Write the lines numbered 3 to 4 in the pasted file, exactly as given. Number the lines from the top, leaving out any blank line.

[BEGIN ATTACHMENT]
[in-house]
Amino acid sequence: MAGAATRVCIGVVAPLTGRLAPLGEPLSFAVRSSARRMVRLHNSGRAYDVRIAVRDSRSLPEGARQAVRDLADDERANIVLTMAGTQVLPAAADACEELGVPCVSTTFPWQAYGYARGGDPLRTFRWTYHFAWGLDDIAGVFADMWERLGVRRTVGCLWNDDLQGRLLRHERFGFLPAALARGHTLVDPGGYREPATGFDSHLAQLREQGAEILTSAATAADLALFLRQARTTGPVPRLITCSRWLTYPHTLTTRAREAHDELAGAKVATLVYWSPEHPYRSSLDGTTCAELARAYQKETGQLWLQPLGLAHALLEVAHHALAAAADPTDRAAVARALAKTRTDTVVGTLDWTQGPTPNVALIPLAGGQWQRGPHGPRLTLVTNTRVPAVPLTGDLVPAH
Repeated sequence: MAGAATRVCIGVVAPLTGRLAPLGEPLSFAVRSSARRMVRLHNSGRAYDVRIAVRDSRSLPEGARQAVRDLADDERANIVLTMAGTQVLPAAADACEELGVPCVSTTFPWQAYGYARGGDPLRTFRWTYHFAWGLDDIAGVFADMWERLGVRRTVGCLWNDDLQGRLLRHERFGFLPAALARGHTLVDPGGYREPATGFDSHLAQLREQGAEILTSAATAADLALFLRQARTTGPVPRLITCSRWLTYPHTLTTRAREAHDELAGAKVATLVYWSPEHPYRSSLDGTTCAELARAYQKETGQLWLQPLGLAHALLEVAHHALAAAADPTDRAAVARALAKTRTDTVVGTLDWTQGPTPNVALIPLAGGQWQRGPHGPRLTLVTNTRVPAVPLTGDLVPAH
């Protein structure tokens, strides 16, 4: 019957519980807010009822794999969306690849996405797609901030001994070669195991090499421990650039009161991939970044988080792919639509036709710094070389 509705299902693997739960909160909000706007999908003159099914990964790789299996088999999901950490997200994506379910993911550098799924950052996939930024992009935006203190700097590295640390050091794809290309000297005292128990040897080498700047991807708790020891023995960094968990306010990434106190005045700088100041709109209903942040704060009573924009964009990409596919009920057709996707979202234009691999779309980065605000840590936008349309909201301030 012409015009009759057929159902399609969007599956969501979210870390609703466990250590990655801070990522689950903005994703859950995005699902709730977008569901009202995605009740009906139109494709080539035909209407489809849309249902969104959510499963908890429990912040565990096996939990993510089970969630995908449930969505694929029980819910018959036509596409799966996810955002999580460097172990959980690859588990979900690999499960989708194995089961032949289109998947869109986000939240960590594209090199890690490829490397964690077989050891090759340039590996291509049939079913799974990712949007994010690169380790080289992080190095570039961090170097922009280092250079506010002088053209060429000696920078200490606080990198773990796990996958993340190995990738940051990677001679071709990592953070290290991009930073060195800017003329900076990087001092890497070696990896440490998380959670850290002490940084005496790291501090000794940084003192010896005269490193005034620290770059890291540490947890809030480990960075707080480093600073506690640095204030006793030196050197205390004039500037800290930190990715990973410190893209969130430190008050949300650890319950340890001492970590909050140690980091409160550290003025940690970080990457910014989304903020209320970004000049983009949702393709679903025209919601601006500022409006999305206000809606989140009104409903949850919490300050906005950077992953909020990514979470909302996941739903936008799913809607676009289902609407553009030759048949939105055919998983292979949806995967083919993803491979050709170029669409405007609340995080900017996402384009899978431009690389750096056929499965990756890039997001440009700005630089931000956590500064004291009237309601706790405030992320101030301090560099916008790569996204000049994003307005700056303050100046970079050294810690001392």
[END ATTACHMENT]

Repeated sequence: MAGAATRVCIGVVAPLTGRLAPLGEPLSFAVRSSARRMVRLHNSGRAYDVRIAVRDSRSLPEGARQAVRDLADDERANIVLTMAGTQVLPAAADACEELGVPCVSTTFPWQAYGYARGGDPLRTFRWTYHFAWGLDDIAGVFADMWERLGVRRTVGCLWNDDLQGRLLRHERFGFLPAALARGHTLVDPGGYREPATGFDSHLAQLREQGAEILTSAATAADLALFLRQARTTGPVPRLITCSRWLTYPHTLTTRAREAHDELAGAKVATLVYWSPEHPYRSSLDGTTCAELARAYQKETGQLWLQPLGLAHALLEVAHHALAAAADPTDRAAVARALAKTRTDTVVGTLDWTQGPTPNVALIPLAGGQWQRGPHGPRLTLVTNTRVPAVPLTGDLVPAH
């Protein structure tokens, strides 16, 4: 019957519980807010009822794999969306690849996405797609901030001994070669195991090499421990650039009161991939970044988080792919639509036709710094070389 509705299902693997739960909160909000706007999908003159099914990964790789299996088999999901950490997200994506379910993911550098799924950052996939930024992009935006203190700097590295640390050091794809290309000297005292128990040897080498700047991807708790020891023995960094968990306010990434106190005045700088100041709109209903942040704060009573924009964009990409596919009920057709996707979202234009691999779309980065605000840590936008349309909201301030 012409015009009759057929159902399609969007599956969501979210870390609703466990250590990655801070990522689950903005994703859950995005699902709730977008569901009202995605009740009906139109494709080539035909209407489809849309249902969104959510499963908890429990912040565990096996939990993510089970969630995908449930969505694929029980819910018959036509596409799966996810955002999580460097172990959980690859588990979900690999499960989708194995089961032949289109998947869109986000939240960590594209090199890690490829490397964690077989050891090759340039590996291509049939079913799974990712949007994010690169380790080289992080190095570039961090170097922009280092250079506010002088053209060429000696920078200490606080990198773990796990996958993340190995990738940051990677001679071709990592953070290290991009930073060195800017003329900076990087001092890497070696990896440490998380959670850290002490940084005496790291501090000794940084003192010896005269490193005034620290770059890291540490947890809030480990960075707080480093600073506690640095204030006793030196050197205390004039500037800290930190990715990973410190893209969130430190008050949300650890319950340890001492970590909050140690980091409160550290003025940690970080990457910014989304903020209320970004000049983009949702393709679903025209919601601006500022409006999305206000809606989140009104409903949850919490300050906005950077992953909020990514979470909302996941739903936008799913809607676009289902609407553009030759048949939105055919998983292979949806995967083919993803491979050709170029669409405007609340995080900017996402384009899978431009690389750096056929499965990756890039997001440009700005630089931000956590500064004291009237309601706790405030992320101030301090560099916008790569996204000049994003307005700056303050100046970079050294810690001392």